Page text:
When you need a lawyer, the initial question is how to find the proper lawyer for your situation. This article will discuss both traditional and newer approaches to this process.
Recommendations from someone you know. If you are willing to tell your friends about your legal situation, they can be a valuable source of information about a lawyer. A satisfied former client is a great recommendation in any field. Even if the friend's lawyer does not handle the type of legal situation you face, the lawyer may be able to recommend an attorney.
Yellow Pages. Every lawyer who pays for a business phone line gets an entry in the Yellow Pages. The bigger ads are very expensive. And even a full page ad cannot convey much detailed information. Further, the 1996 Greater Houston Yellow Pages contains more than 100 pages of lawyer ads and phone listings. For finding names, addresses and phone numbers, the Yellow Pages are great. For finding out something about the lawyer, they leave a lot to be desired.
Television Ads. Ugh. Enough said.
TV Guide Ads. See comments under Television Ads.
Using the Web. Because this article appears on the Web, it is clear I believe visiting web sites is one way to begin the process of finding a lawyer. The major benefit to both the client and the lawyer of this method is the chance to pre-screen the lawyer before deciding whether to make an appointment. This web site allows me to convey much more information to a potential client than I could by using other methods. I hope my web site will give you some feeling for the kind of lawyer I am.
My Background. I am a sole practitioner. That means I am in practice by myself. Although I often associate with another lawyer on a case, that association is on a case-by-case basis.
People sometimes ask me why I like being a solo. I started out as an associate with an insurance defense law firm here in Houston. At the time, there were eleven lawyers in the firm. As a beginning lawyer, I got to try lots of automobile collision cases. Insurance companies I worked with include Allstate, State Farm, USAA, Employers Casualty and Geico.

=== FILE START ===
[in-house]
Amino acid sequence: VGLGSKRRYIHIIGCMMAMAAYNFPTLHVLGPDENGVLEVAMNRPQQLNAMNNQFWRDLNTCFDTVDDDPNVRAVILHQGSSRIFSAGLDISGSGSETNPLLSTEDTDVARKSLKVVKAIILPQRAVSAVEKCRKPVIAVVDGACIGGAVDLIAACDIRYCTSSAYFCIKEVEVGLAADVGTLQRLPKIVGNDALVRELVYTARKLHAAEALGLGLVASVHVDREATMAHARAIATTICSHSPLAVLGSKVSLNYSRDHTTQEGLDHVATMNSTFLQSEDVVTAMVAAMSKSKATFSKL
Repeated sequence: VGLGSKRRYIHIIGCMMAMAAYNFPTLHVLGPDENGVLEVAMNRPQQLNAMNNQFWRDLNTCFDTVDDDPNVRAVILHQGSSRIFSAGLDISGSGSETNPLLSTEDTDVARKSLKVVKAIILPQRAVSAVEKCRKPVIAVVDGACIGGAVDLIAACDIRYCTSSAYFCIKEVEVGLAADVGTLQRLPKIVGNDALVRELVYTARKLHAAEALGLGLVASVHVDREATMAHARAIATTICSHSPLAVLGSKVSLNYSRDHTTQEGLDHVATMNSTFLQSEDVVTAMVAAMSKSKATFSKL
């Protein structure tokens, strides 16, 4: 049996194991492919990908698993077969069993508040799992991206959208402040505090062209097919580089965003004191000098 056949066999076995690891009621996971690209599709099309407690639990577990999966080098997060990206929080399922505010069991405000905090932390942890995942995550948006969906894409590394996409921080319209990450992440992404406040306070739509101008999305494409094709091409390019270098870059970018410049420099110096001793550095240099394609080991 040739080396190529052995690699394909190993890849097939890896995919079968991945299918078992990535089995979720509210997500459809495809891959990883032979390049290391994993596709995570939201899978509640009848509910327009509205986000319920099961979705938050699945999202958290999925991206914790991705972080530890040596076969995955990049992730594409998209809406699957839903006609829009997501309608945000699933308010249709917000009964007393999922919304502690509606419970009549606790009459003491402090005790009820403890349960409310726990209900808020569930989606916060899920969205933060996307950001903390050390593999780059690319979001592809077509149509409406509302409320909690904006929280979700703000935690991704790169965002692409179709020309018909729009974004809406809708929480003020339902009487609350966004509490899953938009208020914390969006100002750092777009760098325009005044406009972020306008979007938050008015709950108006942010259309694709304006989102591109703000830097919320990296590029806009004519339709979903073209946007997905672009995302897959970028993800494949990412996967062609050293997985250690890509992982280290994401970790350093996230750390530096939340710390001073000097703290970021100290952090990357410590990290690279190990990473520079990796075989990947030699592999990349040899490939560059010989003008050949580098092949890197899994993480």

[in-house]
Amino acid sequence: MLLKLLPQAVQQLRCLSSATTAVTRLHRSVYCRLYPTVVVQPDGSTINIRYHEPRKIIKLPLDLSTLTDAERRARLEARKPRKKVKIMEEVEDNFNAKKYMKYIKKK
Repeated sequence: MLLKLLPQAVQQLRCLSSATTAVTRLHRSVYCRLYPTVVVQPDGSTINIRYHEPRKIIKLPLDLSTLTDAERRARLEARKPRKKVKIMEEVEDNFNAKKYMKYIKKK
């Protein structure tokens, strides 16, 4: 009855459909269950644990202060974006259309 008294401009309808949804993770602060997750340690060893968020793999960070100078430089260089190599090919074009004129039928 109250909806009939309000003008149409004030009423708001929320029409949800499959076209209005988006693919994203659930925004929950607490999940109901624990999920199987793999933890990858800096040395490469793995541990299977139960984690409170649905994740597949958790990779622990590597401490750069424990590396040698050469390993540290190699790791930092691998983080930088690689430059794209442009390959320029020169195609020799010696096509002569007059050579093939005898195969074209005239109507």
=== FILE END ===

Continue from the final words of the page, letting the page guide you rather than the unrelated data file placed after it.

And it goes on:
After four years, I changed law firms and went to Haynes & Fullenweider, P.L.C. There, I handled an assortment of personal injury claims, usually representing plaintiffs. I also represented businesses and the Houston Police Patrolmen's Union. I was made an officer, director and shareholder with Haynes & Fullenweider, P.L.C., in 1986. The firm split up in 1989 when Donn Fullenweider decided to go out on his own. Thus, I have been with firms as an associate and as a shareholder.
Still, I have enjoyed my work as a solo most. I decide what cases I take and I bear the consequences of my choices. I do not have any minimum billing requirements, nor do I have to justify the amount of time I spend on a case to anyone except my client. The client can establish a personal relationship with me and not worry about a new lawyer being assigned the case, as sometimes happens at the larger firms. Which brings us to one of the early choices facing a client: What size law firm should you hire?
What Size Firm To Hire. Big firms have lots of resources and may be the best choice if you have an enormous problem that needs lots of lawyers and staff on it right away. The trade off is the amount of money you will spend. Also, big firms often do not give the personal attention a solo can give.
Because of the high fees charged by named partners in big firms, day-to-day work is often done by associates. Sometimes clients find they have trouble reaching the partner they thought they were hiring and note that they may go through several associates during the course of the problem. The cost to the client both in time and money of constantly re-explaining the problem may not be worth it.